By The Stratetarians
The magnitude of natural disasters such as Typhoon Haiyan in the Philippines are being increasingly attributed to the effects of climate change. In acknowledging the aftermath of this storm among other natural disasters unfolding across the world, the presence of Architecture for Humanity’s ‘Design Like You Give a Damn’ conference, which was held on November 9, has a more relevant scope than ever. At the conference, Architecture for Humanity enthusiasts and chapter leaders gathered with the goal of addressing the role of designers in developing the built environment and increasing education and awareness to protect citizens’ lives and livelihood. Ultimately, the organization functions as a nonprofit design services firm focused on bringing design, construction, and development services where they are most critically needed.
An exciting challenge the organization faces is how to manage the growing chapter network of volunteers. Presidio team Lily Laurence (C17), Wanda Lowrey (C13), Devon Bertram (C17), and Fritz Smith (C17), self-dubbed “the Stratetarians,” have been fortunate to collaborate with Architecture for Humanity as part of our Experiential Learning (EL) project in both Strategy and Finance courses. Our project partner, Garrett Jacobs, invited us to attend the conference and speak to Architecture for Humanity delegates from all over the world joining live and remotely. We gave a brief presentation on Presidio’s overall orientation toward social innovation and outlined our project to date, which has focused on growth strategy for the US based chapter network. Our major research to date has included the following:
What is the optimal relationship between Architecture for Humanity’s HQ and its US chapters that would allow the organization to thrive, where thrive consists of financial solvency and an active, committed partnership with a decentralized professional network?
We took the amazing opportunity to facilitate a live conversation with chapter leaders, asking for feedback from those present on the key growth areas we had identified over the semester. We presented synthesized findings and asked: Are these right? What’s missing? What is your greatest hope for the network? A lively and largely affirming conversation unfolded. Working on real issues in the context of Presidio coursework is such an opportunity to not only learn about, but actively affect change!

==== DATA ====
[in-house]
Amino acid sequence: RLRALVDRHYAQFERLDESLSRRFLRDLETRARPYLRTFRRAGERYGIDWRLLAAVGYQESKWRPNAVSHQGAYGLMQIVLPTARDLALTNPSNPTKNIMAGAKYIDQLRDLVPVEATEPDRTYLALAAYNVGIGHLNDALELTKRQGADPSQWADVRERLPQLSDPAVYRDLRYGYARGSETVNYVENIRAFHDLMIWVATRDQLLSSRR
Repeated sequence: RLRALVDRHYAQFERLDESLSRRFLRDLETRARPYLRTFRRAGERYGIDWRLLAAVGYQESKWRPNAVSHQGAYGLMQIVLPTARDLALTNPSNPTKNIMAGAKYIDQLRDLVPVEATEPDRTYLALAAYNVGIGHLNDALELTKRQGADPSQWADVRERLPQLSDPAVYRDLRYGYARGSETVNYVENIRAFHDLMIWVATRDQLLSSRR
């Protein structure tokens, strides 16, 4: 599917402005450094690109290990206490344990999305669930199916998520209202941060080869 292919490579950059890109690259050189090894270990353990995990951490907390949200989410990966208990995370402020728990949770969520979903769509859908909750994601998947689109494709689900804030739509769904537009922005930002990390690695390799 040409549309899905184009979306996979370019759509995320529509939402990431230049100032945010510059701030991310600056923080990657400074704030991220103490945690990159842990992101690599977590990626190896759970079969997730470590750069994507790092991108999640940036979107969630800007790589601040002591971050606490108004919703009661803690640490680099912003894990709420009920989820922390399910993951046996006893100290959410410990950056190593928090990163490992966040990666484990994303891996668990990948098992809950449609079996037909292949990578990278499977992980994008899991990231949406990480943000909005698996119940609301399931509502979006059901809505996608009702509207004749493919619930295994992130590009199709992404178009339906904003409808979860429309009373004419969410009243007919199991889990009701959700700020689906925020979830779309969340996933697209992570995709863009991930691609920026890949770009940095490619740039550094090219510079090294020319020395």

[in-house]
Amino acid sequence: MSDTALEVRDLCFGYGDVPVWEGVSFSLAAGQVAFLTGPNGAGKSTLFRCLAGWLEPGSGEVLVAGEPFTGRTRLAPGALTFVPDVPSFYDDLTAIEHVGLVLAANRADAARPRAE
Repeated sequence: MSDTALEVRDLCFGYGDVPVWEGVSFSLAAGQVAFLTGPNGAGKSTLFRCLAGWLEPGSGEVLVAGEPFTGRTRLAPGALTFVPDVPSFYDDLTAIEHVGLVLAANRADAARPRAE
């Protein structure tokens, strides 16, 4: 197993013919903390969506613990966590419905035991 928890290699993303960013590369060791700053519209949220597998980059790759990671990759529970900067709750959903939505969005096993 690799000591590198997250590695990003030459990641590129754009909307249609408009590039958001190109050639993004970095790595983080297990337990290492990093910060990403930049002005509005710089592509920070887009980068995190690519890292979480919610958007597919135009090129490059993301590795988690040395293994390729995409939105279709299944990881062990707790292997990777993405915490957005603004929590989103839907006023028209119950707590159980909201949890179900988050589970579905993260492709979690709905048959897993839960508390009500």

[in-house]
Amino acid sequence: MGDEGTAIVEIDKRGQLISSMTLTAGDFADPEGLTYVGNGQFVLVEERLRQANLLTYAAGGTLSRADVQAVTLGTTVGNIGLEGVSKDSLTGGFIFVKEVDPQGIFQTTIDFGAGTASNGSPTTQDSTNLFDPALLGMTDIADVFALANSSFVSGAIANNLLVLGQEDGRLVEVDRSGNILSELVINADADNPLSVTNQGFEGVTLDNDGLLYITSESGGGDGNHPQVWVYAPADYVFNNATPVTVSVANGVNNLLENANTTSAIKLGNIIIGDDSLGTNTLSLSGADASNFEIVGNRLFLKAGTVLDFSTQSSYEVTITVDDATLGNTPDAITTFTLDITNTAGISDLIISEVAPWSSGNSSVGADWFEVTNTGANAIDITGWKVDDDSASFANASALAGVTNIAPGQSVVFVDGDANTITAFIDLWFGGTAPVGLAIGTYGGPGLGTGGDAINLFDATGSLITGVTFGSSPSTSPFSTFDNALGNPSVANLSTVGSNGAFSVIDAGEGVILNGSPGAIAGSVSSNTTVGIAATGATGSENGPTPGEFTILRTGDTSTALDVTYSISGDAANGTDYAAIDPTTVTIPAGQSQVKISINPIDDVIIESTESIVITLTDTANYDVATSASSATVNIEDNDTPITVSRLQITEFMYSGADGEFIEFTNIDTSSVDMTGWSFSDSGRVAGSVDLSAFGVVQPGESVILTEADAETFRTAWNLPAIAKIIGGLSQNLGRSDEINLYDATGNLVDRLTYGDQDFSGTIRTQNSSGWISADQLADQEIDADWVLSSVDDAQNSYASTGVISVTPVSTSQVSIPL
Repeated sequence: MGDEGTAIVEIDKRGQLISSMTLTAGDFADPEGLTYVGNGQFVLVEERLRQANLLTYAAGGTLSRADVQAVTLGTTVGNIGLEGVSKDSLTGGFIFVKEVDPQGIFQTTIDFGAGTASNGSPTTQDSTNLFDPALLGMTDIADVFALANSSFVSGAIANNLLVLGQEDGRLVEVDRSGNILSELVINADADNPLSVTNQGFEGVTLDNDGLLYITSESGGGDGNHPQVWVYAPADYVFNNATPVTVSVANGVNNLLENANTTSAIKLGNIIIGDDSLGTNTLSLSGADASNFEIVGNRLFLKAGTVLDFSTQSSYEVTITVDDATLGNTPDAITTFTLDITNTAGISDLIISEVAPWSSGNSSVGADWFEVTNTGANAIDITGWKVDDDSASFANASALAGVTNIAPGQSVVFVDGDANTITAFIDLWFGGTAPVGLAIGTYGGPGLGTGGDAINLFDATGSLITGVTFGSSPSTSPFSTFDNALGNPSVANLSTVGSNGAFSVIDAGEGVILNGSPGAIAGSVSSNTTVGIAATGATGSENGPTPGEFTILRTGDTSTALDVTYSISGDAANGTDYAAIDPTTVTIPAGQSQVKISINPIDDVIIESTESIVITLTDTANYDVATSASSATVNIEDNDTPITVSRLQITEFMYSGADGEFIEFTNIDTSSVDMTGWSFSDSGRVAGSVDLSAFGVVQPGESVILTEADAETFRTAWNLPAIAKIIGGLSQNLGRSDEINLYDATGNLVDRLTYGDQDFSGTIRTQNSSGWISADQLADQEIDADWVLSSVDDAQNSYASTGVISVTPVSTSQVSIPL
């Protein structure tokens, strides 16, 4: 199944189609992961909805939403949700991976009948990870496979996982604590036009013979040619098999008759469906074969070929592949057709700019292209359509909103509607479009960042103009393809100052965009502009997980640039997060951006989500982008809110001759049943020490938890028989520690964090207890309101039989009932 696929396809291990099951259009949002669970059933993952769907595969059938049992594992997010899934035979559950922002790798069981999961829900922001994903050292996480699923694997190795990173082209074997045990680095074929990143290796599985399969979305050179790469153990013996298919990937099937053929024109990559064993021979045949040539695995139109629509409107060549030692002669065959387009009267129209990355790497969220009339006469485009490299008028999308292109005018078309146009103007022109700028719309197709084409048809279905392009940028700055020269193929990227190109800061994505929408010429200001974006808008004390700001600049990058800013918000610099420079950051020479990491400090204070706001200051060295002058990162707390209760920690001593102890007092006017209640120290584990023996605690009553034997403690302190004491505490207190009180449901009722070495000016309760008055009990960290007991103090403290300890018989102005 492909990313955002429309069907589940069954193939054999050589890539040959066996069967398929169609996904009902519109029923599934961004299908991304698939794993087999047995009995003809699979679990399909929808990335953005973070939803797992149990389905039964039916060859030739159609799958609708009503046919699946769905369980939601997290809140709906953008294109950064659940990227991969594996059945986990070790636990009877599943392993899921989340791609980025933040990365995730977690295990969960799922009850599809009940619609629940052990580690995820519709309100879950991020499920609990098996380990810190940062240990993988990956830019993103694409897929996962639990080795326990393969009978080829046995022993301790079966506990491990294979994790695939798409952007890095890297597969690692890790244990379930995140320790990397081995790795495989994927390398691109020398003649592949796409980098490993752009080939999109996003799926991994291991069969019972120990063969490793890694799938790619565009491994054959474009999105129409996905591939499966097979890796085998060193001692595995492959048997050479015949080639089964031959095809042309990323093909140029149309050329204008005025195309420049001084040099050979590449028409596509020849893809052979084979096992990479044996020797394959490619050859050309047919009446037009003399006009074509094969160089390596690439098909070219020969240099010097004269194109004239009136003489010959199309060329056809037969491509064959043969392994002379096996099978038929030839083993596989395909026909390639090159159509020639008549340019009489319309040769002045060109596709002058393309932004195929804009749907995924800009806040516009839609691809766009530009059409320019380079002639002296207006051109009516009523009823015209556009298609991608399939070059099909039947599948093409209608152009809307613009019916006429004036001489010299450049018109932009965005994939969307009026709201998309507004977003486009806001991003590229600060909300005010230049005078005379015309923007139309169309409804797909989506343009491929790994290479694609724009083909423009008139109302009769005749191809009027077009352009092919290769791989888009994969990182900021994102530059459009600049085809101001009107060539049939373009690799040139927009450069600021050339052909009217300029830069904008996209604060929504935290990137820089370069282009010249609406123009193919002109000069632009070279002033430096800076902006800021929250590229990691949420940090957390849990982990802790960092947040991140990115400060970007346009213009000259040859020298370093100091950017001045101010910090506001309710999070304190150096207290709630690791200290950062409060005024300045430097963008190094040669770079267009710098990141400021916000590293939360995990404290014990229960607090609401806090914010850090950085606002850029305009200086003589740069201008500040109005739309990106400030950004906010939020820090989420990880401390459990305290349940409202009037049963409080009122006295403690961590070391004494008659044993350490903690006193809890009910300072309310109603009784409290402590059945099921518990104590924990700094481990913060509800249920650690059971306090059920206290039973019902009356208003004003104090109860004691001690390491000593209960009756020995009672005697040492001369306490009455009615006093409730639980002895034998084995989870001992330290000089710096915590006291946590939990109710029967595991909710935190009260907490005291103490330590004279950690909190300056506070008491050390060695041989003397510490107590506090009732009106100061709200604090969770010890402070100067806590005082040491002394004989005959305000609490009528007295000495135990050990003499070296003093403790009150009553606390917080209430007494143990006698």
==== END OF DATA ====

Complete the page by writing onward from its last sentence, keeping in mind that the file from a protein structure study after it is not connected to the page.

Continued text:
After an update on progress and findings from the research question, we shifted the discussion toward individual chapters and led participants in an interaction designed to highlight recent tensions, success stories, goals, and larger visions for each individual chapter, which then in turn inform a stronger guiding vision for the network as a whole. We heard feedback afterward that the discussion was highly successful in empowering Architecture for Humanity members to share their perspectives, insights, and experiences.
We closed the session on what became a highlight of the day, a “gift circle” led by Lily Laurence, in which participants shared one need their chapter was experiencing, that potentially someone in the room could help them with. This closing circle exercise quickly evolved into a collaborative, generative discussion where participants shared their outlooks and advice on one another’s needs and actions, as well as learning of similar issues they’re facing.
The conference concluded on feelings of positivity surrounding Architecture for Humanity’s progress to date, in addition to feelings of optimism for the future of innovative design stemming from the organization. In the end, a future of growth of the organization’s impact may be increasingly imperative, as their conference page notes how natural disasters currently displace 26 million people worldwide each year, with that number only expected to increase in coming years.
Overall, the Stratetarians, were grateful to have worked with Architecture for Humanity’s Garrett Jacobs and Inari Virkkala and receive the privilege to speak at the conference. The Presidio team would like to thank Garrett and Inari for the opportunity to attend the event, and looks forward to continuing its successful partnership with the organization through the remainder of the semester.
Capstone features both MBA and MPA students. Although this piece is focused more on MBA, a piece more dedicated to the journey of MPA candidates will soon follow. To learn more about our integrated Capstone courses, click here for more on the MBA Capstone and here for MPA Capstone.
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